The Tall Man

I sit on a bench in the darkened park and watch The Slug get out of his car. I am dressed head to foot in black and holding a black briefcase. The Slug walks up to an apartment block and opens the front door with a key. He doesn’t leave a real trail of slime behind him, of course, just a metaphorical one.
+++++The Slug is a very bad man, for sure; drug dealing, loan sharking, money laundering, people trafficking. He has his grubby fingers in so many dirty pies. But he has friends in high places: power and influence. So he has remained untouchable by the law for a very long time.
+++++He is also a creature of narrow habit. Come rain or shine, hell or high water, each Monday, just after midnight, he visits his Colombian mistress in her luxurious penthouse apartment atop an expensive West London apartment block. One hour later, he returns home.
+++++I wait for fifty five minutes and cross the road to The Slug’s Daimler. I take the Semtex out of the briefcase and strap it under the car. The sciatica in my back and knee hurts as I bend and stand up again. I massage my joints. And then go home to sleep the sleep of the just.
+++++I have much in common with The Slug. Once upon a time I was a very bad person, too: working for people like him, killing for money, until what my creative writing teacher called an ‘inciting incident’ occurred and I changed my ways. After a fashion.
+++++I am also a creature of narrow habit. Each and every morning I have a cup of sweet tea and a bacon sandwich at The Star Coffee Bar, just off the Walworth Road. And as per usual, I listen to Jazz FM and read the tabloids. I open a copy of The Sun, a loathsome rag that I stopped buying after Hillsborough, and find out The Slug is still alive. The article says that he is in intensive care after a suspected terrorist attack and under 24-hour police protection.
+++++I take out my mobile phone. It’s an old Nokia: less easy to hack than a Smartphone. I send a one word text message: Coffee.
+++++Like The Slug, I have friends in high places. And low ones too. Detective Sergeant Steve Toshack is somewhere in between, I suppose.
+++++He arrives at noon and orders a black coffee with hot buttered scones.
+++++He sits in front of me. As always, he wears a waxy raincoat and his long moustache is ragged, in need of a trim. Tosh is also a creature of narrow habit. Maybe it’s an age thing.
+++++‘A bit of an oops moment, then,’ says Tosh.‘A faux-pas.’
+++++‘He’s either a lucky bastard or I’m losing my touch,’ I say. ‘Where is he?’
+++++Tosh hands me a betting slip.
+++++‘That’s the hospital and that’s the room,’ he says, tapping the paper. ‘The copper on duty is a bloke called PC Whittaker. He’s a useless sort, been on the take for years too. He’s due a suspension. If you do the job on The Slug he’ll be up shit creek without a paddle: might even be able to get him to name some names.’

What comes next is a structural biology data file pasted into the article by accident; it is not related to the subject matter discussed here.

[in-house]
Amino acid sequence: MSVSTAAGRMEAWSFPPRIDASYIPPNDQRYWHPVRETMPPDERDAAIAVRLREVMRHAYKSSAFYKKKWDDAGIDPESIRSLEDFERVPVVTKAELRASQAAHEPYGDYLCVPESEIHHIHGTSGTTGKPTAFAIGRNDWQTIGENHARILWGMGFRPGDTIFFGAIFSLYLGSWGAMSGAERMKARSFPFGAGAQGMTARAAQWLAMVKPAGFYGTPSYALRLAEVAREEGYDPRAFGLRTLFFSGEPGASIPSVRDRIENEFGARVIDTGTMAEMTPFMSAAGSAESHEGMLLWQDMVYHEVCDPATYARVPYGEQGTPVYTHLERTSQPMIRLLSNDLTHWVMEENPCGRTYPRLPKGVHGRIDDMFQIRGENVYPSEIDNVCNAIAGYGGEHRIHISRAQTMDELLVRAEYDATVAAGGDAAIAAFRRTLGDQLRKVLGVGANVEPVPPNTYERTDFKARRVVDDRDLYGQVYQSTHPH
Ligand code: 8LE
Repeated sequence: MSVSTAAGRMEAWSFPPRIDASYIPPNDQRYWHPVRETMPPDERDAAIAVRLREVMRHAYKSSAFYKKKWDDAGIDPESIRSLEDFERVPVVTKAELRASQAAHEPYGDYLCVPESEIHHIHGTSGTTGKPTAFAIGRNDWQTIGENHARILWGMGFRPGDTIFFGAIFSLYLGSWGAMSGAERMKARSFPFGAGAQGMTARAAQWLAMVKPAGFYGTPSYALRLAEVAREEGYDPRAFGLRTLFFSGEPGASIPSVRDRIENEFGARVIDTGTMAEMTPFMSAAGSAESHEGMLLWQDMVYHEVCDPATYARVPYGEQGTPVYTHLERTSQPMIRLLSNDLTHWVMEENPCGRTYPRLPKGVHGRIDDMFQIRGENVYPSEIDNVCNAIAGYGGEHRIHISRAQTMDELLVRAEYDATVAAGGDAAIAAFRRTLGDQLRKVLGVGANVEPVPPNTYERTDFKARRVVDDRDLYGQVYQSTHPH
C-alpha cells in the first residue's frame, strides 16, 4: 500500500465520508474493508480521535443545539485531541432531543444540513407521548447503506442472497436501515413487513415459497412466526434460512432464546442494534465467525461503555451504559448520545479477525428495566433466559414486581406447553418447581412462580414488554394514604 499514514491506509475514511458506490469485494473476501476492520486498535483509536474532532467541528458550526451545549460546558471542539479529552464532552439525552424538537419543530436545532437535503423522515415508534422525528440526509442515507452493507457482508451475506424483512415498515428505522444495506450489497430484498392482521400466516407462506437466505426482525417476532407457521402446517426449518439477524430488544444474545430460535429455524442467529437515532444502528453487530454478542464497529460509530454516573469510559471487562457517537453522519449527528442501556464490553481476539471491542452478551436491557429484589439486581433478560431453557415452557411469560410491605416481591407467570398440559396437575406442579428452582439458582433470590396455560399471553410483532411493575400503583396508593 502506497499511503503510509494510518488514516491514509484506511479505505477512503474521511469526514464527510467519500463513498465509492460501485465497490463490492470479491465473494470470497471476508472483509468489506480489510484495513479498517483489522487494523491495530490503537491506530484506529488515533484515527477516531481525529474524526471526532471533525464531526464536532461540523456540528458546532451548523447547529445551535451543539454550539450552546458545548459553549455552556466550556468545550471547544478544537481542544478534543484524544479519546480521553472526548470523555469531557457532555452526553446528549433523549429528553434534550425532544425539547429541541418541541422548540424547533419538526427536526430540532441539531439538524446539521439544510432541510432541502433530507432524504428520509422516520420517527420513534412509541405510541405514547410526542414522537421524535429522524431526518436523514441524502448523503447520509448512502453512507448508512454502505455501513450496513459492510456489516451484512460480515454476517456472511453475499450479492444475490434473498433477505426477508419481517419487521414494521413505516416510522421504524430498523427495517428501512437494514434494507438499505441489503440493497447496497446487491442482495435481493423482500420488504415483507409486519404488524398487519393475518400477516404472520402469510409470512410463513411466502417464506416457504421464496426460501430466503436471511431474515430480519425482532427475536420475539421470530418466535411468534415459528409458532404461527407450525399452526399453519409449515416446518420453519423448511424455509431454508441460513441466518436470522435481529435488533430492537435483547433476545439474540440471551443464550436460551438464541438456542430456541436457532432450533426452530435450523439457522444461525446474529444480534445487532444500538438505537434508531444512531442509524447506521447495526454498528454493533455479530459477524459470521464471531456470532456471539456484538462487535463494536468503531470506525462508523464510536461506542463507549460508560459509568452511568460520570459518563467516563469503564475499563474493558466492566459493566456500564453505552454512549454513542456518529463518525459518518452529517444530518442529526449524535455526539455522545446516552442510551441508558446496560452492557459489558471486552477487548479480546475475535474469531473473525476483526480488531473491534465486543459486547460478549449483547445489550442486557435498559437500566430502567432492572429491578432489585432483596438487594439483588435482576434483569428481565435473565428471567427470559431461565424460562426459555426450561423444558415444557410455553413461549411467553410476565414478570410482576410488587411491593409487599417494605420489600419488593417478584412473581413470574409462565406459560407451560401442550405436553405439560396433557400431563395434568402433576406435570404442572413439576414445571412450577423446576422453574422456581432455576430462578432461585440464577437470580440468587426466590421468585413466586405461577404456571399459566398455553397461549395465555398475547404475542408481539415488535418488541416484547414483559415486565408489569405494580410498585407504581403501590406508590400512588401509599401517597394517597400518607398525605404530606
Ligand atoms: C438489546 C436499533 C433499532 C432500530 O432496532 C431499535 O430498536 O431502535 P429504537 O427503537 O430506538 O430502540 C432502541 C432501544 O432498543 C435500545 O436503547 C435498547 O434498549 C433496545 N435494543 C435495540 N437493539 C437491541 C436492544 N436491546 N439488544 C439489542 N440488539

+++++‘A win-win then,’ I say.
+++++We sit in silence while Tosh finishes his food and drink. I try not to look at him while he eats.
+++++After my inciting incident, I decided to go in to business for myself: getting rid of undesirables. I built up a large client base, too, including a couple of governments and police forces.
+++++Now, I use the name The Tall Man and give out business cards that contain only a drawing: the elongated silhouette of a man, and a mobile phone number. Very few people know who I am and even fewer others are able to guess my identity: especially since I’m short. And I’m a woman.
+++++Tosh leaves and I wait for fifteen minutes and get up: my sciatica bites.
+++++I straighten my tweed skirt and pull my tartan shopping trolley towards the front door, waving at Pete and Jason behind the counter. The shopping trolley jams as I try to get it out of the door.
+++++A massive builder gets up and helps me with it.
+++++‘There you go, pet,’ he says, straining with its weight. ‘Bleedin’ hell, that’s heavy. What have you got in there?’
+++++‘Slug repellent,’ I say and step out into the autumn rain.

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Paul D. Brazill
Paul D. Brazill is the author of Cold London Blues, The Last Laugh, Guns Of Brixton, and Kill Me Quick! He was born in England and lives in Poland. He is an International Thriller Writers Inc member whose writing has been translated into Italian, German and Slovene. He has had writing published in various magazines and anthologies, including The Mammoth Books of Best British Crime. He has even edited a few anthologies, including Exiles: An Outsider Anthology, and True Brit Grit.
Paul D. Brazill

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